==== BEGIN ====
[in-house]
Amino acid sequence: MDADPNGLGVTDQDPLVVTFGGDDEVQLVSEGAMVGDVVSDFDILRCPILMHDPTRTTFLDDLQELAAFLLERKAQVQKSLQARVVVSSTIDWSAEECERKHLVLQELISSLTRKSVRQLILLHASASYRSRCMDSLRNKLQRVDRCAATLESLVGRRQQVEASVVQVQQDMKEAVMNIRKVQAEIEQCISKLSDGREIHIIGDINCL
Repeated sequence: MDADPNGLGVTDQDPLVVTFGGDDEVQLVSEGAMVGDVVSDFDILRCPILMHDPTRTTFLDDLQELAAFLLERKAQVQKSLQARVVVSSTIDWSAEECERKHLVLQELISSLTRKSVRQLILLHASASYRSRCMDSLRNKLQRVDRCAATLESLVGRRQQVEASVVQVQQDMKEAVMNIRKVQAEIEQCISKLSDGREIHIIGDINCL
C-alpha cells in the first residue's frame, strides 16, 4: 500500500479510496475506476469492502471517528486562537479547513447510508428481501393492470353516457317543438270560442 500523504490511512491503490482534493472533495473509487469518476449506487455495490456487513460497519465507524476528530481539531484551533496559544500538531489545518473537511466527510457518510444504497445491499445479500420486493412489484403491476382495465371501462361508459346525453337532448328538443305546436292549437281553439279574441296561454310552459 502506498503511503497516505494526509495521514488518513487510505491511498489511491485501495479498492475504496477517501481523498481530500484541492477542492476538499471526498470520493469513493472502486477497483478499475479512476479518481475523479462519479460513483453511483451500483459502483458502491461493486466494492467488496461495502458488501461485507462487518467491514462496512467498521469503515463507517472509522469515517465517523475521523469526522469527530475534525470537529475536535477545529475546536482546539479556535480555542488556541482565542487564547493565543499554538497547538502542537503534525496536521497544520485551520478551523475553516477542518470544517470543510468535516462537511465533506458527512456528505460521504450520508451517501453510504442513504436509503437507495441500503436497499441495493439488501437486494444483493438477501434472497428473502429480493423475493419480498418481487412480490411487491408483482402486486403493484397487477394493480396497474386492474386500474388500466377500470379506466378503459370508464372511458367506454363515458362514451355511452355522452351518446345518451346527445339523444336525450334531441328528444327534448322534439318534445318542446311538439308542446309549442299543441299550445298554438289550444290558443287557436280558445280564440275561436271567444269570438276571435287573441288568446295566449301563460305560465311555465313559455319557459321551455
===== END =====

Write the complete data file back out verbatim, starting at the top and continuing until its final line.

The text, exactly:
[in-house]
Amino acid sequence: MDADPNGLGVTDQDPLVVTFGGDDEVQLVSEGAMVGDVVSDFDILRCPILMHDPTRTTFLDDLQELAAFLLERKAQVQKSLQARVVVSSTIDWSAEECERKHLVLQELISSLTRKSVRQLILLHASASYRSRCMDSLRNKLQRVDRCAATLESLVGRRQQVEASVVQVQQDMKEAVMNIRKVQAEIEQCISKLSDGREIHIIGDINCL
Repeated sequence: MDADPNGLGVTDQDPLVVTFGGDDEVQLVSEGAMVGDVVSDFDILRCPILMHDPTRTTFLDDLQELAAFLLERKAQVQKSLQARVVVSSTIDWSAEECERKHLVLQELISSLTRKSVRQLILLHASASYRSRCMDSLRNKLQRVDRCAATLESLVGRRQQVEASVVQVQQDMKEAVMNIRKVQAEIEQCISKLSDGREIHIIGDINCL
C-alpha cells in the first residue's frame, strides 16, 4: 500500500479510496475506476469492502471517528486562537479547513447510508428481501393492470353516457317543438270560442 500523504490511512491503490482534493472533495473509487469518476449506487455495490456487513460497519465507524476528530481539531484551533496559544500538531489545518473537511466527510457518510444504497445491499445479500420486493412489484403491476382495465371501462361508459346525453337532448328538443305546436292549437281553439279574441296561454310552459 502506498503511503497516505494526509495521514488518513487510505491511498489511491485501495479498492475504496477517501481523498481530500484541492477542492476538499471526498470520493469513493472502486477497483478499475479512476479518481475523479462519479460513483453511483451500483459502483458502491461493486466494492467488496461495502458488501461485507462487518467491514462496512467498521469503515463507517472509522469515517465517523475521523469526522469527530475534525470537529475536535477545529475546536482546539479556535480555542488556541482565542487564547493565543499554538497547538502542537503534525496536521497544520485551520478551523475553516477542518470544517470543510468535516462537511465533506458527512456528505460521504450520508451517501453510504442513504436509503437507495441500503436497499441495493439488501437486494444483493438477501434472497428473502429480493423475493419480498418481487412480490411487491408483482402486486403493484397487477394493480396497474386492474386500474388500466377500470379506466378503459370508464372511458367506454363515458362514451355511452355522452351518446345518451346527445339523444336525450334531441328528444327534448322534439318534445318542446311538439308542446309549442299543441299550445298554438289550444290558443287557436280558445280564440275561436271567444269570438276571435287573441288568446295566449301563460305560465311555465313559455319557459321551455